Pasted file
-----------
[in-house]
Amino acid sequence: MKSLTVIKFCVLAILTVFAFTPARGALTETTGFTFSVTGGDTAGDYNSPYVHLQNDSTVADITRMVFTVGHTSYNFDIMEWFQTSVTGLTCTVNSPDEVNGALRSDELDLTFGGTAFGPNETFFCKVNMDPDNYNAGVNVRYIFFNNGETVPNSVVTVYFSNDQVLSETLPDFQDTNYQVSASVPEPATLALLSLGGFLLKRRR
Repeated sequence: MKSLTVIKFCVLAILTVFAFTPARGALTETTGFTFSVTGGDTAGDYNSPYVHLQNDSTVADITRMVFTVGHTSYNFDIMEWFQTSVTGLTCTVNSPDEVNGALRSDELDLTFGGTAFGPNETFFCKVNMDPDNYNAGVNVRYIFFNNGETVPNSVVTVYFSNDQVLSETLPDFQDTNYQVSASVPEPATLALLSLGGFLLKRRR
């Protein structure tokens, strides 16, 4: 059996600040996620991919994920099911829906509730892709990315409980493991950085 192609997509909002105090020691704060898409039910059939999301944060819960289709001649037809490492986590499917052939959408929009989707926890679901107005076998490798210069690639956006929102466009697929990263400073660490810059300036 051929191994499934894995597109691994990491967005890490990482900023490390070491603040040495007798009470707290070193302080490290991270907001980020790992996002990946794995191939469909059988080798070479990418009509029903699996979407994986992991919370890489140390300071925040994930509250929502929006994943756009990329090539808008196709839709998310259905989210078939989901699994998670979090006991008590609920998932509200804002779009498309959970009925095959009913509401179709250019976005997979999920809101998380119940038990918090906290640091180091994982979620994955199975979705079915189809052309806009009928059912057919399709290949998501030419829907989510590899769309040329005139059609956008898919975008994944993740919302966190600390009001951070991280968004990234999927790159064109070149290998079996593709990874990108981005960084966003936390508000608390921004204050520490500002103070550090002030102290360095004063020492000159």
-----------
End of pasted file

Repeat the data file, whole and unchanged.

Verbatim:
[in-house]
Amino acid sequence: MKSLTVIKFCVLAILTVFAFTPARGALTETTGFTFSVTGGDTAGDYNSPYVHLQNDSTVADITRMVFTVGHTSYNFDIMEWFQTSVTGLTCTVNSPDEVNGALRSDELDLTFGGTAFGPNETFFCKVNMDPDNYNAGVNVRYIFFNNGETVPNSVVTVYFSNDQVLSETLPDFQDTNYQVSASVPEPATLALLSLGGFLLKRRR
Repeated sequence: MKSLTVIKFCVLAILTVFAFTPARGALTETTGFTFSVTGGDTAGDYNSPYVHLQNDSTVADITRMVFTVGHTSYNFDIMEWFQTSVTGLTCTVNSPDEVNGALRSDELDLTFGGTAFGPNETFFCKVNMDPDNYNAGVNVRYIFFNNGETVPNSVVTVYFSNDQVLSETLPDFQDTNYQVSASVPEPATLALLSLGGFLLKRRR
């Protein structure tokens, strides 16, 4: 059996600040996620991919994920099911829906509730892709990315409980493991950085 192609997509909002105090020691704060898409039910059939999301944060819960289709001649037809490492986590499917052939959408929009989707926890679901107005076998490798210069690639956006929102466009697929990263400073660490810059300036 051929191994499934894995597109691994990491967005890490990482900023490390070491603040040495007798009470707290070193302080490290991270907001980020790992996002990946794995191939469909059988080798070479990418009509029903699996979407994986992991919370890489140390300071925040994930509250929502929006994943756009990329090539808008196709839709998310259905989210078939989901699994998670979090006991008590609920998932509200804002779009498309959970009925095959009913509401179709250019976005997979999920809101998380119940038990918090906290640091180091994982979620994955199975979705079915189809052309806009009928059912057919399709290949998501030419829907989510590899769309040329005139059609956008898919975008994944993740919302966190600390009001951070991280968004990234999927790159064109070149290998079996593709990874990108981005960084966003936390508000608390921004204050520490500002103070550090002030102290360095004063020492000159």